Ode on A Grecian Urn: Representative Romantic Poetry

Of the romantic poets of the 19th century, Keats is singularly noted for his odes, and Ode on a Grecian Urn is one of his singularly reputed odes. This ode brings out Keats’s triumphant poetic genius and well celebrates his characteristics as an imaginative and sensuous poet. The ode is regular but complex. It comprises five stanzas of ten lines each.

Keats is specifically noted as the author of great odes. An ode is a subjective poem, in the form of an address. The poet addresses a particular element or abstract idea and gives out much of himself in his speech address. Keats’s Ode On a Grecian Urn is addressed to a marble urn of ancient Greece which he saw in the house of one of his friends, Lord Holland. It is a unique piece of his odes.

Keats is a poet of beauty. The essence of his poetic creed is struck in his devotion to beauty in a broad sense. Keats’s concept of beauty is nothing narrow, physically based, or vague. He speaks of absolute beauty-beauty with no limited earthly range. Keats’s philosophy of beauty is singularly straightforward yet profound-“A thing of beauty is a joy forever.” The implication here is that beauty is subjected to no law of decay, degeneration, or death, which the mortal world is fated to face.

In this ode, Keats pays a warm tribute to the Greek sculptural work, as marked on the surface of a marble urn of ancient Greece. Here, too, the poet looks upon this art as a thing of beauty, and asserts that it will remain a friend ever to men amid the changes and chances of fortune.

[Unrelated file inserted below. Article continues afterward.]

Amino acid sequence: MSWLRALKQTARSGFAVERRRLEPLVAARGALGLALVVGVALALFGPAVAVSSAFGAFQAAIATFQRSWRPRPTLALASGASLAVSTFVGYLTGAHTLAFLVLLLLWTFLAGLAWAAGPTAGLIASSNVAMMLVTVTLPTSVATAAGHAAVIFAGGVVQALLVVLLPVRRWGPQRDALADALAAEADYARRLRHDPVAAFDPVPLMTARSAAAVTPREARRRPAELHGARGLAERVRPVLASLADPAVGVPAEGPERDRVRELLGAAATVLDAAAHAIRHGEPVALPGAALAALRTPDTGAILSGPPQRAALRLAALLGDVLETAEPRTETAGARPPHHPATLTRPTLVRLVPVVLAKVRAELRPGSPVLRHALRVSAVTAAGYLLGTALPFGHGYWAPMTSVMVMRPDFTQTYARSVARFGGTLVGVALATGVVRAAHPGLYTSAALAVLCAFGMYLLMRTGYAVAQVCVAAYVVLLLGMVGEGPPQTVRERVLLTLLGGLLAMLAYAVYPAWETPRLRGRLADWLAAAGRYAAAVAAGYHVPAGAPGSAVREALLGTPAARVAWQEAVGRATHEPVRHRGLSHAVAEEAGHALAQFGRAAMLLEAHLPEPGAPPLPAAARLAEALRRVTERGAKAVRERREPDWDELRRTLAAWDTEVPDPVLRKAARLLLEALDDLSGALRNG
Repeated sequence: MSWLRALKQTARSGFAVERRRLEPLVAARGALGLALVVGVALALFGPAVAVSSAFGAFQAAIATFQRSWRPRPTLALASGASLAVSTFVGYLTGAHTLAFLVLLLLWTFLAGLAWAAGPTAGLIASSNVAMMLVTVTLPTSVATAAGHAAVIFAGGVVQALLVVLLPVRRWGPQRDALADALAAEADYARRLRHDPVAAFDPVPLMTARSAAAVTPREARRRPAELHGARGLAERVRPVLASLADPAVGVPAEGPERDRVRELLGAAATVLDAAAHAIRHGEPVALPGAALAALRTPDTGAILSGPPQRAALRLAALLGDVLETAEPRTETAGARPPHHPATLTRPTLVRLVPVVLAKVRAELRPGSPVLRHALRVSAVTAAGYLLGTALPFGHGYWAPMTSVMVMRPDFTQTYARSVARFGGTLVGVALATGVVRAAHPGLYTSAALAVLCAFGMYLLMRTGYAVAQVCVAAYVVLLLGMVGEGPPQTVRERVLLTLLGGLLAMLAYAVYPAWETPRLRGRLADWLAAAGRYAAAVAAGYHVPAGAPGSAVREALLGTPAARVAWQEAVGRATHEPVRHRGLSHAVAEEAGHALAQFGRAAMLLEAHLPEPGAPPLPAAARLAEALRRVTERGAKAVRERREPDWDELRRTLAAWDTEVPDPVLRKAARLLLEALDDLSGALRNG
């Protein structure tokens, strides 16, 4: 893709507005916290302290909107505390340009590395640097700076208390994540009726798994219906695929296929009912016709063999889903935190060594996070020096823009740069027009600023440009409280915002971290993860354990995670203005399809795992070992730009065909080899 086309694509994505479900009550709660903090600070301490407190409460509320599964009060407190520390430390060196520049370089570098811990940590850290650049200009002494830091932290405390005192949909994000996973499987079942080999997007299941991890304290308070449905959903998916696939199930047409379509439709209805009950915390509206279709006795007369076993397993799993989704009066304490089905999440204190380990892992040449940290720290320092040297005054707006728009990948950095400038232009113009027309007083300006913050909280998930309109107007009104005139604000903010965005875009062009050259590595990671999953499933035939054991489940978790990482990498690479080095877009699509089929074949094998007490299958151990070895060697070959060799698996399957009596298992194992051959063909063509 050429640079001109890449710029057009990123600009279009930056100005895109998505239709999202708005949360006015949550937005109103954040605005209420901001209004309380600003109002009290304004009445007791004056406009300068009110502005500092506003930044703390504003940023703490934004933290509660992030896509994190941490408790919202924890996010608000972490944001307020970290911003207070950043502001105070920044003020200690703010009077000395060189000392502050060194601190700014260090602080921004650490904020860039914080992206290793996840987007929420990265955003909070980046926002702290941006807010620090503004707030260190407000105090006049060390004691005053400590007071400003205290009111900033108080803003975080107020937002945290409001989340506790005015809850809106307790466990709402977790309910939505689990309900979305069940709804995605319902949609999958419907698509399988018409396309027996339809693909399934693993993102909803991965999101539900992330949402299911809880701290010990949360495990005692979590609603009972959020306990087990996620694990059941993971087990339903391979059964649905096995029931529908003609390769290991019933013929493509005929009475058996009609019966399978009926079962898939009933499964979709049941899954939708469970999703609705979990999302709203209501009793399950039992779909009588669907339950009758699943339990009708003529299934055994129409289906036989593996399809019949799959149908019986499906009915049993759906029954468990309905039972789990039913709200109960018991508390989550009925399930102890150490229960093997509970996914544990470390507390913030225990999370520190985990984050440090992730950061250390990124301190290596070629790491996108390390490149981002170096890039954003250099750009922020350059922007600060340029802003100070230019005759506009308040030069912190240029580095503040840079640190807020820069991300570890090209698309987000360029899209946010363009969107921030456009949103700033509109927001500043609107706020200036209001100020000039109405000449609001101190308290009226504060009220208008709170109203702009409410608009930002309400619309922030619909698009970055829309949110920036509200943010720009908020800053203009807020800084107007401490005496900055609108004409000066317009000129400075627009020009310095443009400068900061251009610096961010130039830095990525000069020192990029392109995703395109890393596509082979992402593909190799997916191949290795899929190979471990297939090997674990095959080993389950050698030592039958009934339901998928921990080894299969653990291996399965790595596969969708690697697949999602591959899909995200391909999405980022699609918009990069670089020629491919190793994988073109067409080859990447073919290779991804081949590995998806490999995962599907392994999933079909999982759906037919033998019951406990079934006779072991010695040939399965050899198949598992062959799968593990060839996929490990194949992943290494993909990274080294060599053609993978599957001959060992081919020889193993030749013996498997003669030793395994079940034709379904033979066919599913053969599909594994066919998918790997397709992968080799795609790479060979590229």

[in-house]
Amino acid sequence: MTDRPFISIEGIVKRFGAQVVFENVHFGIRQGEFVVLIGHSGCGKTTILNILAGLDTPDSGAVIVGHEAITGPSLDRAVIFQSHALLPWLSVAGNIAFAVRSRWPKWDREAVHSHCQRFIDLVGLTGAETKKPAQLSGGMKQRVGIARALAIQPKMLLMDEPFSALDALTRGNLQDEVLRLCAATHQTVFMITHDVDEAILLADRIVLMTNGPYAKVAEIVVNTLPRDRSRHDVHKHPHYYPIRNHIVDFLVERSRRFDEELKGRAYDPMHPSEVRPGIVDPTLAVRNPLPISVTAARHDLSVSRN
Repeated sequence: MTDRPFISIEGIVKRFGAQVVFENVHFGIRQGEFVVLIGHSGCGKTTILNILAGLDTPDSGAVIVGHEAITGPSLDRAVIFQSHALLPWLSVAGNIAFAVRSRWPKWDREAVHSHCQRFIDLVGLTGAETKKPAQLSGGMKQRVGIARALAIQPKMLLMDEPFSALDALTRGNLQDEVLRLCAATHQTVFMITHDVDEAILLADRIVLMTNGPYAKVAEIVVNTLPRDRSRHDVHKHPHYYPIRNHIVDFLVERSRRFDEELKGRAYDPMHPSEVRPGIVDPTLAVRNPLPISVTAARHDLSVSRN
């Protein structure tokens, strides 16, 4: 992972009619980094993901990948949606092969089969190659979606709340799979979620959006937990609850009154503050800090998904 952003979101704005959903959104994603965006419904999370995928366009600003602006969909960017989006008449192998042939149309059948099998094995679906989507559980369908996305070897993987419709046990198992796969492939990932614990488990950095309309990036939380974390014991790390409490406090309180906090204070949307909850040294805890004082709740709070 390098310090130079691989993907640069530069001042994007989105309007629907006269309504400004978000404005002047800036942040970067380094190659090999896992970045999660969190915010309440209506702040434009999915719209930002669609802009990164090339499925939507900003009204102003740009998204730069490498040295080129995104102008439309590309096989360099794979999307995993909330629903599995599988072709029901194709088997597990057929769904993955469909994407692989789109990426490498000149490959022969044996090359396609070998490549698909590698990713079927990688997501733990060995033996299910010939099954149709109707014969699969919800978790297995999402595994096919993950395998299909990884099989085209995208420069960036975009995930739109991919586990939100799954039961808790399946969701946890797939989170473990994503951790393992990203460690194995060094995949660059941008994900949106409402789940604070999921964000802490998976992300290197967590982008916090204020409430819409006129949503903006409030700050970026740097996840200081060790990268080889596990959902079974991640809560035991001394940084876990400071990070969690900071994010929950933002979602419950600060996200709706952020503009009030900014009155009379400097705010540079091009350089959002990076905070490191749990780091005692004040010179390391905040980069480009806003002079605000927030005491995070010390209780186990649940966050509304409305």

Keats formulates a quite intricate concept of the oneness of truth and beauty in this poem. He declares here firmly that truth and beauty are one and thereby survive in the mortal world. The poet triumphantly concludes

Beauty is truth, truth beauty, that is all.

An ode, as specified already, is subjective, and as a romanticist, Keats is keenly subjective. The present ode bears out the subjective note of his poetry-his kinship with beauty-his melancholy appraisement of the transitoriness of human life.

The romantic poet in Keats is a master of imaginative art. The ode reveals Keats’s genius as a poet of imagination. Keats’s rich imagination is revealed in the very pictures of the musicians, playing on their instruments, the lover, running after his lady, the sacrificial ceremony and a desolate street.

Keats’s imagination is rather sensuous, and this is also seen in Ode on a Grecian Urn. The poem contains rich but sensuous pictures, bespeaking the poet’s triumphant imagination. Keats’s love for Greek life and legends, known as Hellenism, is perceived strongly in the poem. References to “Arcady” and “Tempe” show the poet’s intense interest in Greek life and tradition.

A melancholy mood is found to haunt the romantic poets. In Keat’s poetry, there is a sincere note of melancholy, which is distinctly heard in Ode to a Nightingale. Of course, in Ode on a Grecian Urn, this note of melancholy is not at all a powerful expression. Although the poet muses on the sad mutability of earthly life, he retains a sign of hope and concludes with an optimistic reading on the triumph of man’s’art in a mortal world.

Keats is considered one of the most musical English poets, and here he is placed only after Shakespeare and Spenser and along with Shelley and Tennyson. The artistic appeal of his poetry is distinctly discerned in this celebrated poem. In the use of original words and rich compounds, the ode stands almost unparalleled.